Evolutionary Technologies International, Inc. (ETI,
privately held) has released ETIEXTRACT Tool Suite,
Release 4.2. The latest version of ETI's flagship data integration management
software now supports Windows 2000, Solaris 2.8
and AIX 4.3 operating systems. It also includes significant
enhancements, which, according to the vendor, result in faster data movement
and less work for the user.
ETIEXTRACT Tool Suite automates the task of integrating data, while
capturing a complete audit trail outlining everything done to any of the
data values in the process, including any transformation logic applied
to data values. This audit trail is stored in ETIEXTRACT's
MetaStore and allows timely impact analysis in the case of some
mapping is one of the principle enhancements to ETIEXTRACT 4.2.
It allows the conversion specialist to create basic rules to define how
parts will be mapped between source and target databases within a conversion.
ETIEXTRACT's MetaStore then stores these rules so that the conversion
specialists can have the product automatically create a large number of
mappings, thus eliminating the need for the user to manually specify each
mapping. In a conversion with thousands of parts, this feature can significantly
reduce the amount of work required to specify mappings.
can also reuse rules defining data transformation logic or slight variations
of this logic when developing multiple conversions. In the previous version
of ETIEXTRACT, the conversion specialist had to recreate each specification
of a business rule manually. Now users can easily reuse existing business
rules by copying and pasting them between conversion specifications in
the same MetaStore.
Research estimates that $350 billion will be invested in Internet infrastructure
by 2003, with 74% of that spent on integrating systems. Much of the integration
will involve linking older legacy and operational systems to next-generation
CRM applications, e-businesses and e-marketplaces," said Kay Hammer, cofounder,
president and CEO of Evolutionary Technologies International. "ETIEXTRACT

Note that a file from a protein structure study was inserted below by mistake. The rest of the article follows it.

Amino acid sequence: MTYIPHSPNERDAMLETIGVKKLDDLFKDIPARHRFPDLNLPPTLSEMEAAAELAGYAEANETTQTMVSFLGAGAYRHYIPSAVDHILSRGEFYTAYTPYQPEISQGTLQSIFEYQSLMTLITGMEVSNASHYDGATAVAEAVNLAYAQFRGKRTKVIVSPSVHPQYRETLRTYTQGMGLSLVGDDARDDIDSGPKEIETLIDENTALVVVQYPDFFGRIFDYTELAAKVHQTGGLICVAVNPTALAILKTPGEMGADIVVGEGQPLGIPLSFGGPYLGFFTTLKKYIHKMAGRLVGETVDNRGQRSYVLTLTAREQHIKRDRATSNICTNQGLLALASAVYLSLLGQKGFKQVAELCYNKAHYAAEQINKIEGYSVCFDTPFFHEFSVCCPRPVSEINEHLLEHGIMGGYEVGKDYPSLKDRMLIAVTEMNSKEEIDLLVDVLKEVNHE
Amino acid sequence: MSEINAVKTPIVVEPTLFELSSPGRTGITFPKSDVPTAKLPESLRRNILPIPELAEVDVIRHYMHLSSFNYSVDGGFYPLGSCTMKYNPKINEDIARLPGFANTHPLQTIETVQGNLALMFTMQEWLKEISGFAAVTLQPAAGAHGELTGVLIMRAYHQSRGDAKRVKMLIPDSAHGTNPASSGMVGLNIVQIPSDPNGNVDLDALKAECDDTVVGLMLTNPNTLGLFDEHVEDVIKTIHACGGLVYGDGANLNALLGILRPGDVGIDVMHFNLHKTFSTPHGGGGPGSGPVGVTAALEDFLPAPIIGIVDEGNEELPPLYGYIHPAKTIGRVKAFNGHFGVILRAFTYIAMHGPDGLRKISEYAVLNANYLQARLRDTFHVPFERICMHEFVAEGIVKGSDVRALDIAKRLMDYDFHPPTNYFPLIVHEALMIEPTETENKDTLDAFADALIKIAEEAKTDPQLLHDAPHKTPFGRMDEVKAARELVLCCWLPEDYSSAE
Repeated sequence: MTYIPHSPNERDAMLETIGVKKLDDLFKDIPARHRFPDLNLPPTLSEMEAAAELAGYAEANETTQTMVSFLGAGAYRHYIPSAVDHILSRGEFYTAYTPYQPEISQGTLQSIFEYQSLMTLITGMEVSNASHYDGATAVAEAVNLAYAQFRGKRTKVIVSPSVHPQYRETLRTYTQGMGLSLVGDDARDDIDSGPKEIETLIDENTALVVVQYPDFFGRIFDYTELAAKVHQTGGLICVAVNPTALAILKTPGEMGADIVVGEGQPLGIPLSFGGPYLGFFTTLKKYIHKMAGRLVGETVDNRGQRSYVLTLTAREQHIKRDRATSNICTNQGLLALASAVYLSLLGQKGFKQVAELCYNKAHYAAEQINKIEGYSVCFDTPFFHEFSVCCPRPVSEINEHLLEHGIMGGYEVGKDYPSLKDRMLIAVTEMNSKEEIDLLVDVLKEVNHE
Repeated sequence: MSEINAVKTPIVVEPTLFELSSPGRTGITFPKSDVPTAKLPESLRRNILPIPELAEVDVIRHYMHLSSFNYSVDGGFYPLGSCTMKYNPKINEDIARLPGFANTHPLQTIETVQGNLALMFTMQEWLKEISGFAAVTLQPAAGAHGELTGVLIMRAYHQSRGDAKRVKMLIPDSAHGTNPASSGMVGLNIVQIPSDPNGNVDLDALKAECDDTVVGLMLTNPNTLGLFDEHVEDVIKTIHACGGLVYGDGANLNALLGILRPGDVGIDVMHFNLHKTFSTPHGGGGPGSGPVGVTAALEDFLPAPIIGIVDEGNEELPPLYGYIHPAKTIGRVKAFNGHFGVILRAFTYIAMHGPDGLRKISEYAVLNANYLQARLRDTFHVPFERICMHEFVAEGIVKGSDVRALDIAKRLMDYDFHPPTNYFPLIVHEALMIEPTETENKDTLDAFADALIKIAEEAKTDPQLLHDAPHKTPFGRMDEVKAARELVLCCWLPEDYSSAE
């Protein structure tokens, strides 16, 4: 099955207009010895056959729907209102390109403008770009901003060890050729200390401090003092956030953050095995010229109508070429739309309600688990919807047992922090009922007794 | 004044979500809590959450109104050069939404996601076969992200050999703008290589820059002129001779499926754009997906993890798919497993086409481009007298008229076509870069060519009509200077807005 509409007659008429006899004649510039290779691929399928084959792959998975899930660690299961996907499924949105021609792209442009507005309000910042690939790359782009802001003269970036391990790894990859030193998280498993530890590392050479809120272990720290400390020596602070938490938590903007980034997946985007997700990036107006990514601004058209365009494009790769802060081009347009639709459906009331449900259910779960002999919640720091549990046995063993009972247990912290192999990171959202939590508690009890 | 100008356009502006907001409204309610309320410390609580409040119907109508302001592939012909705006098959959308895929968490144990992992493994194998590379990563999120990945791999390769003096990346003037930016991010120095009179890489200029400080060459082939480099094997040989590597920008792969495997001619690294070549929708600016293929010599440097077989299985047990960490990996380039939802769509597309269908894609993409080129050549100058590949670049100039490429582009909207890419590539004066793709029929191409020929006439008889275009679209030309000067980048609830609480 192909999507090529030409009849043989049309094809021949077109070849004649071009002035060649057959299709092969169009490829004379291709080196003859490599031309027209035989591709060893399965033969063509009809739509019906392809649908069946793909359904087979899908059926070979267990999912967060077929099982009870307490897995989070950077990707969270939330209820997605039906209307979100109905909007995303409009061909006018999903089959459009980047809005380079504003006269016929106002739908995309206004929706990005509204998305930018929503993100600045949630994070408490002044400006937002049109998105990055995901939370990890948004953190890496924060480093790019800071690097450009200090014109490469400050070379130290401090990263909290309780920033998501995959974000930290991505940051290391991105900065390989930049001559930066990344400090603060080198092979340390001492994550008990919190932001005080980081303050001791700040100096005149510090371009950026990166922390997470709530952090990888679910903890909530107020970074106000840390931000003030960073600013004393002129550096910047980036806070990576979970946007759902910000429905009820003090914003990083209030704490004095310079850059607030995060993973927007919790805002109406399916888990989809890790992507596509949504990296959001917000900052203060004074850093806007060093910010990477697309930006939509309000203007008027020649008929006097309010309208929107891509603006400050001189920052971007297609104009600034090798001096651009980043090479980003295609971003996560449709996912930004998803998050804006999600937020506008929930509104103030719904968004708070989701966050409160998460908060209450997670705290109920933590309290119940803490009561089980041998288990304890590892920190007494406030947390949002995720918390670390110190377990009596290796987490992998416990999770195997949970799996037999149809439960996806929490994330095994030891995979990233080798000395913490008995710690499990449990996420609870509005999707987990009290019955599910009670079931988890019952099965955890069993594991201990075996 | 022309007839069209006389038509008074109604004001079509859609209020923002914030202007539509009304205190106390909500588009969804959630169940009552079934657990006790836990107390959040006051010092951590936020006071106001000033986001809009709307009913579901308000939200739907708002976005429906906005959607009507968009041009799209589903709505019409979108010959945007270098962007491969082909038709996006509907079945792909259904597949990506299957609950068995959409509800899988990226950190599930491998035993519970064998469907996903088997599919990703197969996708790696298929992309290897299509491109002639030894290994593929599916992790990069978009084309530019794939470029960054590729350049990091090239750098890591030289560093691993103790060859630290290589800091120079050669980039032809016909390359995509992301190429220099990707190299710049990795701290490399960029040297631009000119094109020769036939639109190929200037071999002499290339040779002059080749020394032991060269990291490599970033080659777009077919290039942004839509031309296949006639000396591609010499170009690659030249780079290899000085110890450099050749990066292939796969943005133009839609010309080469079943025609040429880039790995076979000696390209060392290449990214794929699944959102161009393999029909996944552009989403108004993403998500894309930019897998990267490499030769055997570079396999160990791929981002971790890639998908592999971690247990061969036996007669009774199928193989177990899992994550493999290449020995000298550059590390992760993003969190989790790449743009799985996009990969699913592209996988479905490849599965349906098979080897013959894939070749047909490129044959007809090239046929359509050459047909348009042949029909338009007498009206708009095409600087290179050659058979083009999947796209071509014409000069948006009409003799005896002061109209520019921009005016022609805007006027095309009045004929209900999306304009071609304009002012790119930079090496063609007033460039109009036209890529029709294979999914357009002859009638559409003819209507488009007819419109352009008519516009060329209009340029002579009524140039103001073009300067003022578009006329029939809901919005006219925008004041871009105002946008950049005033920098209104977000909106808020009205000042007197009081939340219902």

4.2 is an infrastructure solution that's flexible enough to bridge the
gap between the technology driving the new economy and the technology
underlying the old economy."
the early 1990's there were only five major extract/transform/load vendors:
ETI, IBI (Information Builders), Carleton (now part of Oracle),
Prism (now part of Informix/Ascential Software
by way of Ardent Software), and Trinzic (now part
of Computer Associates by way of Platinum Technology).
ETL tools have always been required to consolidate, merge, and move data
for access by other processes. In the last few years, this ETL function
has become one of the cornerstones of what has become known as enterprise
application integration (EAI), a hot technology for enabling e-business
and CRM (customer relationship management) initiatives, among others.
number of vendors now involved in this market either directly or tangentially
has exploded, and it is becoming difficult for vendors to differentiate
themselves in this confusing market. One approach, taken by vendors such
as ETI, is to concentrate on one thing (ETL), do it extremely well, and
make sure their market message reflects that goal. We believe that this
is a powerful approach since many EAI vendors can't tell you exactly what
they do except in terms of broad visions such as "Inter-enterprise Application
Integration", or "e-Business Infrastructure Enablement", and that lack
of focus comes across to potential customers during technology selection
Potential customers in need of solutions to data consolidation, integration,
and transformation should include ETI's ETIEXTRACT on a short list
of potential solutions. Some of the other vendors whose product offerings
should be examined include IBI, Informix, Hummingbird, and IBM.
If the ETL effort is to support an EAI initiative, various players in
the EAI space such as Tibco, Vitria, webMethods,
WRQ, and IBM should also be interviewed for a proposed solution.
should keep a strong focus on exactly what goal they are trying to achieve,
the steps required to achieve it, and how the vendor's proposed solution
maps to those steps. In this way, scenarios used during the selection
process can be carefully scripted to highlight how close each vendor comes
to the ultimate business solution.